US Republican senator Richard Shelby may be sceptical about the Financial Services Bill’s proposals for the establishment of a data collection agency, but US risk management professionals are seemingly keen for such a utility to be introduced. According to a recent survey of chief risk officers (CROs) by the Professional Risk Managers’ International Association (PRMIA) and the Committee to Establish the National Institute of Finance (CE-NIF), 63% of the 98 respondents indicated that they were keen for the US government to step in and collect system-wide data in order to monitor systemic risk.
The proposals in the bill are around creating an Office of Financial Research, which would include a data centre that would be charged with collecting, validating and maintaining all the required industry data for the monitoring of systemic risk. It is seemingly based on the idea behind the National Institute of Finance (NIF), which has been championed by a number of academics in the US markets and the EDM Council. Much like the NIF, it proposes to establish a data research and analysis centre to monitor systemic risk on behalf of the wider regulatory community and to publish those data standards for wider use in the market.
Obviously, given that those in favour of establishing the NIF conducted the survey, the results can be taken with a pinch of salt. However, it is an indication that risk managers are aware of the need for better data collection and analysis at a system-wide level. They are also seemingly keen for the regulatory community to take some action towards standardising and aggregating this data in order to improve the tracking of systemic risk.
To this end, the survey, which was conducted between 23 March and 9 April this year and included 98 US-based PRMIA member risk management professionals, indicates that 82% of respondents consider the current systemic risk monitoring resources to be inadequate. Furthermore, 72% of respondents said they consider that system-wide data is critical to monitoring systemic risk and 73% were keen for the introduction of more standardised data protocols. There was some acknowledgement, however, that the introduction of a data utility would be a “significant undertaking” by these respondents.
Steve Lindo, executive director of PRMIA, reckons the results are representative of a surge in interest within the risk management community around the subject of systemic risk monitoring in the post-crisis environment. “It was one of the top risk management concerns identified at PRMIA’s CRO Summit held in New York last November and the central theme of a PRMIA roundtable for CROs held in London on 16 April,” he adds.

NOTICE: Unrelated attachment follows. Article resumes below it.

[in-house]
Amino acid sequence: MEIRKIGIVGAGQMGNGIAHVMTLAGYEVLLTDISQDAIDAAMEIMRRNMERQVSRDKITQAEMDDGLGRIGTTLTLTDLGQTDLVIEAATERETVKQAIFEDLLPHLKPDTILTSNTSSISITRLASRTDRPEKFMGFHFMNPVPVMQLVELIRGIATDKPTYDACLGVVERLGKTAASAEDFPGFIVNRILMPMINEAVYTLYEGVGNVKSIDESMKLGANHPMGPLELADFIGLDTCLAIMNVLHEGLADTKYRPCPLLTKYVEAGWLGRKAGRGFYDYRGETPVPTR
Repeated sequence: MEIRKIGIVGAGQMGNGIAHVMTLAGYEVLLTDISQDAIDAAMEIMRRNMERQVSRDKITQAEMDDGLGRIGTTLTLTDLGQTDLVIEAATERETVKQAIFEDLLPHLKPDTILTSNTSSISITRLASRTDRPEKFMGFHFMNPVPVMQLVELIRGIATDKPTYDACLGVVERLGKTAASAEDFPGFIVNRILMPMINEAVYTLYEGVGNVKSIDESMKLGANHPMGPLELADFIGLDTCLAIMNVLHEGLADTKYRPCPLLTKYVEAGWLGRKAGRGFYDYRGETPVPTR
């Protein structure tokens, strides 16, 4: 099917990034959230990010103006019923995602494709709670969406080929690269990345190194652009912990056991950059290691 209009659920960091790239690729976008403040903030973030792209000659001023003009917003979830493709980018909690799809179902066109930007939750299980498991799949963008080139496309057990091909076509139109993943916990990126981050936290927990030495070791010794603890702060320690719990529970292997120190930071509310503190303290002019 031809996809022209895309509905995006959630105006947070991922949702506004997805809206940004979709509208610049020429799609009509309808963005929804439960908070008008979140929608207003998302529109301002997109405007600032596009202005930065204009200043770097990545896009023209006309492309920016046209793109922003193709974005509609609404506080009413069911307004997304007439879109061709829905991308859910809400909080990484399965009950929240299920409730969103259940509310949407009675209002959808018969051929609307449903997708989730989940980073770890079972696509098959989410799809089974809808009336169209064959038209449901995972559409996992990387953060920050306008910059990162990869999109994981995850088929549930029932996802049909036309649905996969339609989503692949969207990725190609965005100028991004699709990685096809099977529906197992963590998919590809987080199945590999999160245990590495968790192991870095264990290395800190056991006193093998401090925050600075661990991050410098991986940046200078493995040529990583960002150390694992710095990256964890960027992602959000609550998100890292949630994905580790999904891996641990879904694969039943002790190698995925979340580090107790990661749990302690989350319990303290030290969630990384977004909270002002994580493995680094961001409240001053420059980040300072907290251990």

Allan Mendelowitz, former chairman of the Federal Housing Finance Board and founding member of CE-NIF, believes the survey results are justification for all the work that has gone into getting the idea of a utility onto the regulators’ radar. He first tabled the notion at a symposium on systemic risk in Washington in June 2009 and, although the campaign didn’t get the most auspicious start, managed to get the proposals included in the governmental bill with the aid of a number of high profile academics. There has been a degree of scepticism and some concern within the market about the proposals and the initial petition to launch the NIF only managed to elicit 101 signatures from interested parties in the reference data space.
Mendelowitz, however, is convinced that this is the right step to be taking to better equip financial regulators and policymakers with more detailed data and the improved analytical capacities that are needed to understand and respond to future threats to financial stability. “We are greatly encouraged by the broad and strong support for this effort on the part of financial risk management executives as revealed by the PRMIA survey. This confirms the view that the most senior risk managers charged with the risk management of their own institutions and concerned about systemic risk support the responsibilities assigned to the Office of Financial Research and recognise the value of its creation,” he says.
Lindo contends that overall the financial sector is lagging behind other industries with regards to its management of system-wide risk and points to the aviation industry’s ASIAS programme as an example from which the sector could learn. According to Lindo, the ASIAS programme enables the sharing of relevant risk data “without compromising privacy or confidentiality, brings visibility to risks which may be common among multiple players, allows appropriate safety triggers to be designed and then monitored to check that they are working”.
But can models from other industries be applied directly to the financial services sector? No doubt, systemic risk monitoring needs to be improved but is a regulatory led data utility really the only way forward? Not everyone is convinced of the idea and there is some concern about how all of this will affect the global picture.
Moreover, Senator Shelby has also confirmed that he’ll be tackling his list of issues within the reform bill this week, so expect more criticism to be levelled at the Office of Financial Research in the near future.